1. Ignore them and assume they understand your (American) way of thinking and living.
  2. Acknowledge them, tailor your content to suit them too, and engage them on their terms.


Here are 10 ways you can embrace a global audience:

  1. Do your research. Look it up and find out how your content fits your audience. Don´t make them feel left out when you talk about American elections, sports events, openings, holidays, etc.
  2. Talk about things that are truly global and universal. If your podcast is about film or a TV series, make sure they have been released outside the U.S. Like Star Wars, Mad Men, American Idol, Lost, etc. Books like Harry Potter are global, but a lot of other books have not been released outside the U.S.
  3. Be aware that words don´t mean the same outside the U.S. Even between U.S. English and British English there can be remarkable differences, which can cause misunderstandings (e.g. football in Europe is soccer, Thanksgiving is an American holiday, Mother´s Day is not celebrated the same day all over the world).
  4. Engage your audience. Ask them to share what it is like in their lives. The weather, the culture, politics, habits, time zones, holidays, Black Friday etc.
  5. Don´t be too salesy. Many countries outside the U.S. are not so open toward commerce, sponsoring, commercials or advertisements.
  6. Consider getting a co-host who is not American. This can help closing the gap between you and listeners outside the U.S.
  7. Include their feedback. Each country has its own iTunes Store and make sure you get reviews of your podcast from all countries.
  8. Translate your show-notes into other languages. This will also enhance your searchability.
  9. If you livestream your episodes, consider scheduling so listeners overseas can join you at least sometimes.
  10. Be tolerant with your listeners. Many of them don´t speak or write your language too well. They have different ethics and manners, expressions and sense of humor. But they are still good people and they are today’s listeners and tomorrow’s friends.

Want to learn more? Be sure to come to the NMX panel I’ll be moderating, entitled “How To Effectively Communicate To A Global Audience” in January. This panel of experienced podcasters will share their experiences with podcasting to a global audience. In very different ways they are communicating with their listeners with a very global mindset. The panel includes:

Matthew Workman is American, but fell in love with a remote group of islands thousands of miles from the U.S. The Faroe Islands Podcast is an extraordinary meeting between an American and Faroeses.

Farnoosh Brock is of Iranian origin and that is one of the reasons she has been thinking global since she started podcasting about communication and personal career in her Prolific Living podcast.

Mark Pentleton started teaching Scottish school children, but since 2004 he has been building a worldwide language podcast network, Radio Lingua, and helped others speak French.

Hope to see you at the panel!

018 The Podcast Report – Getting Sponsorships & Podcasting From An iPad


Hey everyone, Cliff Ravenscraft here. I’m back with another episode of The Podcast Report with my co-host, Megan Enloe.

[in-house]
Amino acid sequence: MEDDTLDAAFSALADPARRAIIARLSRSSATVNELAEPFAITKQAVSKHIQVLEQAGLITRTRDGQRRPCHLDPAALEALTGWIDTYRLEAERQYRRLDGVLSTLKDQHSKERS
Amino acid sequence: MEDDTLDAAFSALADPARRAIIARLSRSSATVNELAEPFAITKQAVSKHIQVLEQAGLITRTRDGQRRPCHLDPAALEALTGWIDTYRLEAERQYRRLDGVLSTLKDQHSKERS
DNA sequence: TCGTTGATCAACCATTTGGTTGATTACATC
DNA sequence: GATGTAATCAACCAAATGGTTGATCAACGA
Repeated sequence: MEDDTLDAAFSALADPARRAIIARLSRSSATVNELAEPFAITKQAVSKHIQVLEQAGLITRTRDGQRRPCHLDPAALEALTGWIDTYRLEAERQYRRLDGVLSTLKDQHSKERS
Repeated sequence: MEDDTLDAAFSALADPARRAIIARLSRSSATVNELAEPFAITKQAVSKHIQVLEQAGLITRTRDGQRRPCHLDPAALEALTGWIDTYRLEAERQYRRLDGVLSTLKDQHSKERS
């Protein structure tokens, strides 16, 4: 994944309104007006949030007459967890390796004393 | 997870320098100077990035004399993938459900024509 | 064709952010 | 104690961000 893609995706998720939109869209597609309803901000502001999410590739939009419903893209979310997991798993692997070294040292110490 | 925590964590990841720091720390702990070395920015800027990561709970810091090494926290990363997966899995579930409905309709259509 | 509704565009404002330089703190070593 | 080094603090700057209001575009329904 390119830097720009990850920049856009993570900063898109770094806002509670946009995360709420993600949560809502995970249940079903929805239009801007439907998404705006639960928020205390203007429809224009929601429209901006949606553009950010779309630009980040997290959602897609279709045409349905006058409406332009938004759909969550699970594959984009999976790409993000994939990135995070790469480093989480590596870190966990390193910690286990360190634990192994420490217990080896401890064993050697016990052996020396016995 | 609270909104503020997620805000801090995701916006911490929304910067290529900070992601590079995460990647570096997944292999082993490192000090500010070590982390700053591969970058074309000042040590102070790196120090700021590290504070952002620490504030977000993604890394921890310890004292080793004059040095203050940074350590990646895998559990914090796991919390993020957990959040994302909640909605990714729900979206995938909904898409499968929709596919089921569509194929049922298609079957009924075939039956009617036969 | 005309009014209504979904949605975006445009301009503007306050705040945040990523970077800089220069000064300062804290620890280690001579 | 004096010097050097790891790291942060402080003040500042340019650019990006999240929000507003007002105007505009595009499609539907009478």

In this episode we bring you a double dose of the the goodness that is coming to NMX in just a few short weeks. We are joined by Lou Mongello of WDW Radio and Rob Walch of Libysn Media.

Lou Mongello is a widely recognized Disney World author, expert, host and speaker. He is the host/producer of WDWRadio.com, (named Best Travel Podcast for 2006, 2007, 2008, 2009, 2010 and 2011 with more than 1,000,000 downloads per month), author of the Disney World Trivia Books and the author/narrator of Audio Tours of Walt Disney World. He is the founder of the Dream Team Project, which sends children with life-threatening illnesses to Disney World. Lou also makes regular TV appearances and is a featured speaker who shares the magic of Disney and/or the power of social media.

Lou will be leading a session in our Commerce Track titled “7 Ways to Find, Sign and Profit from Sponsors for your Brand.” The description of the session states… One of the most profitable, yet difficult ways to monetize your podcast is through paid advertising. Learn practical lessons about how to find and negotiate with sponsors and what you can offer that seals the deal. Discover essential elements the best media kits have and how to tell your story to ad buyers. Lou Mongello left his career as a lawyer to podcast full time through sponsorships. Come hear his insider tips and learn from his early mistakes.

Rob Walch is the Vice President of Podcaster Relations for Libsyn Media. Prior to joining Libsyn in 2007, he was President and founder of podCast411, Inc. Rob is Co-Author of the book Tricks of the Podcasting Masters (Que 2006), which was an editor’s pick as a Top 10 Reference book for 2006 by Amazon.com.

Rob will be leading a session on our Podcasting Track titled “Audio Podcasting – Doing it all from your iPad.” This session will cover everything you need to know on how to create an audio podcast from the ground up with an iPad with ZERO need for a computer. This includes recording & editing the episodes, getting it exported as MP3 format, setting up hosting for the MP3 file, and the creation and management of your RSS feed. It will even cover which apps to use to create the artwork for your show and the best way to bring in listener feedback. Finally it will cover how to submit your podcast to the various directories. All done via your iPad.